AI can link key words and phrases and carry out semantic matching (which matches phrases on their similarity of meaning). This will enable customer support centres to improve the customer experience, monitor contact centre quality, reduce operational costs and gain critical business insights. Critically, it will do this seamlessly from the conversation, not through set questions or a survey. Today’s data, informs tomorrow’s decisions.

The road ahead

There is no denying that contact centres are entering a period of intense disruption. The rise of cloud-based infrastructure will see new forces enter the market and force existing operators to become more flexible.

For large established businesses, offering a frictionless multi-channel offering will not be something new but something expected by customers. So much so, customers won’t think about dealing with different channels within a company but simply with the company. Accurate, consistent and personalised interactions with customers will be essential.

AI software will be instrumental in helping contact centres reimagine their role from contact to resolution. It will free staff to work on meaningful, more complex and intuitive scenarios with customers as AI performs transactional and predictable tasks. The elevation of work in a contact centre has the potential to create a more stable workforce with improved corporate culture.

Ultimately, people still want to interact with other people. A contact centre is a fine example of that. Utilising AI will allow contact centres to focus less on mundane, transactional activities and more on its interactions with its customers. It will see far more opportunity for meaningful human interaction beneficial to customer and company.

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Speech Analytics vs Voice Analytics: What is the difference?

Speech Analytics vs Voice Analytics

Businesses today have access to more consumer data than ever before, especially through their customer support and service centers. The essence lies in understanding the optimal way of extraction and utilization of that data. Speech analytics and voice analytics are two approaches to call analytics that can be used for the same function. Even though they may both analyze phone conversations between customer support representatives and customers in order to reveal customer insights, their mechanisms are quite distinct. Discerning these differences is crucial to determine which solution of call analytics is ideal. Moreover, both the methods are used by customer support and service centers to gather information about the market performance of products. However, speech analytics and voice analytics are very different tools. The operating principles of analyzing used are very diverse.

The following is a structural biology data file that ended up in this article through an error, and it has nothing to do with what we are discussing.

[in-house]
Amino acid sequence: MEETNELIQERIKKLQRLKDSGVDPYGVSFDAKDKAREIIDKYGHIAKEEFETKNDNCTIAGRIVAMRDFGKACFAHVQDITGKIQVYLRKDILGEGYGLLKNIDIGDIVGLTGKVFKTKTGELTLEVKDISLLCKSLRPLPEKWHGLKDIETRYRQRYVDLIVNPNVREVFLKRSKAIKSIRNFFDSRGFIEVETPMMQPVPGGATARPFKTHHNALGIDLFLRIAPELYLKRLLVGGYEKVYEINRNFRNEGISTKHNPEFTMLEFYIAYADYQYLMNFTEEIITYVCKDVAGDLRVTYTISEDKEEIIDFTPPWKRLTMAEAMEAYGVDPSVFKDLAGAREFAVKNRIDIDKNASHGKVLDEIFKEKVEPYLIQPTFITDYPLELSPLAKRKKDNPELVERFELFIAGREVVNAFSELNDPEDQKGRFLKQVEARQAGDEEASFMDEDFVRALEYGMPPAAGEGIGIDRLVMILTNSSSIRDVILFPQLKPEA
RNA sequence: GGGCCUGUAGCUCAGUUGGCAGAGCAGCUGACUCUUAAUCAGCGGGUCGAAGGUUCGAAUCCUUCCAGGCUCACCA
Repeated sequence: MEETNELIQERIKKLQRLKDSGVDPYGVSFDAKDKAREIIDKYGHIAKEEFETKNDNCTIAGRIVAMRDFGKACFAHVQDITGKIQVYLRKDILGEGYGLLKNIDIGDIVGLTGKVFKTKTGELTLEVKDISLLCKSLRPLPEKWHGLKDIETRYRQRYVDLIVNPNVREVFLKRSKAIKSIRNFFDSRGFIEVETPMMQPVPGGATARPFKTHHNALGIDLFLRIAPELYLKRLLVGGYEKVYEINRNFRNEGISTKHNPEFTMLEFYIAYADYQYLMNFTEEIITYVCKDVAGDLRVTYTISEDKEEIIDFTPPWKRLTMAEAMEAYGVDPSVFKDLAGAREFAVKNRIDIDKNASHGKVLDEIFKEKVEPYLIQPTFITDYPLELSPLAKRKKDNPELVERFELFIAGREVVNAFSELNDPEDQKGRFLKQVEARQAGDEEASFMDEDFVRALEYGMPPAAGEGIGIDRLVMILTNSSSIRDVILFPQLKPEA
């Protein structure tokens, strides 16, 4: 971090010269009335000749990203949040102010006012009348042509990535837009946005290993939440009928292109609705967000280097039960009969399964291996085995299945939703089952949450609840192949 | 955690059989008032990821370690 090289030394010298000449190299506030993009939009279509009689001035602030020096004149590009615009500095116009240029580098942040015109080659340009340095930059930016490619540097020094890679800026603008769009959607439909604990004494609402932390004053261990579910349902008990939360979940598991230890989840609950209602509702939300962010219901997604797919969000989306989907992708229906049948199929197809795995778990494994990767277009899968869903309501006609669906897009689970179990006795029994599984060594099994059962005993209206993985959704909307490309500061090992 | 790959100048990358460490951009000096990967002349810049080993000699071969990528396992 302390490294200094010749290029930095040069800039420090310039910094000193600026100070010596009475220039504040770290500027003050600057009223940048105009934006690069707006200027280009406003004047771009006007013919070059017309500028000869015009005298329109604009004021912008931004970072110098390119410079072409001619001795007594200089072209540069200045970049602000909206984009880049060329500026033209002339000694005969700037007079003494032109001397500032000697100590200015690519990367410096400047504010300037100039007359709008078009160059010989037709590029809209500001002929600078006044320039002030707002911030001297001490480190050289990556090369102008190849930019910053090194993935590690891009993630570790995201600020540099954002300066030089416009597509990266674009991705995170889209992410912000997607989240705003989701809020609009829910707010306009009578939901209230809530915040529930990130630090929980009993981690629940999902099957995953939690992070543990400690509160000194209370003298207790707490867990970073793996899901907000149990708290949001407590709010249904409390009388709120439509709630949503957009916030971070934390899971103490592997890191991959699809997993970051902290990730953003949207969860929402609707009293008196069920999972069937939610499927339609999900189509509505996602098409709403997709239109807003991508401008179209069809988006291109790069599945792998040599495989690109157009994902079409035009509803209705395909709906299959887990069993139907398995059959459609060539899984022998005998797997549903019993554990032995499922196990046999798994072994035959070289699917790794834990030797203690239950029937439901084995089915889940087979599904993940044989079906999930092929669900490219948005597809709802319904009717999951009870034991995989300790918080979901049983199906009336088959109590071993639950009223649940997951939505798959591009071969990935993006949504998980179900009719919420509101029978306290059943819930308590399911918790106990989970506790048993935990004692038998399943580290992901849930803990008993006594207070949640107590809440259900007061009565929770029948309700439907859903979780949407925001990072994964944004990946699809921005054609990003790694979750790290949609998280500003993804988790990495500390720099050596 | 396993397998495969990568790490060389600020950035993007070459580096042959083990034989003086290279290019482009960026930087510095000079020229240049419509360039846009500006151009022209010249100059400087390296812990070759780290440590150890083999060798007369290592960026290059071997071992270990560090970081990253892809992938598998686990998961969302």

Call Analytics

Call Analytics refers to the collection, measurement, analysis, and reporting of data collected over phone calls. Retailers and brands can use the insights gained from call analysis to optimize call handling and marketing campaigns. Call analytics also allow for viewing and analysis of both the macro and micro phone traffic patterns and sort the collected data into informative call reports. There are two different methods of call analysis, i.e speech analysis, and voice analysis.

Speech Analytics

Speech analytics analyzes the spoken content of a phone conversation by analyzing what is spoken between support representatives and the customers, and the context of the conversation. It does so by using phonetic indexing or converting speech to text for the organization of the content. Speech analytics makes it feasible to search and locate the speech of a representative or a customer and their response to each other. The context of the conversation is divulged by the method of isolating specific words and phrases in proximity to one another.For example, if a customer calls a business to ask about the shipment of an order and when it is expected to arrive, then the execution of a search for the words “order” and “shipment” of the customer with close proximity to a search of the customer care representative using the word “shipment,” crucial information such as the reason for the customer’s call as well as whether the customer received a satisfactory response may be determined.Important factors such as keywords and syllables based on a frame of reference searches set up by the business play a vital role in speech analytics. Unveiling the most common phrases and words used by customers during such a conversation enables speech analytics to give businesses better insights into the latest trends. This, in turn, prepares the business to be able to create informed marketing strategies and make decisions that provide the customers with the best experience possible.

Voice Analytics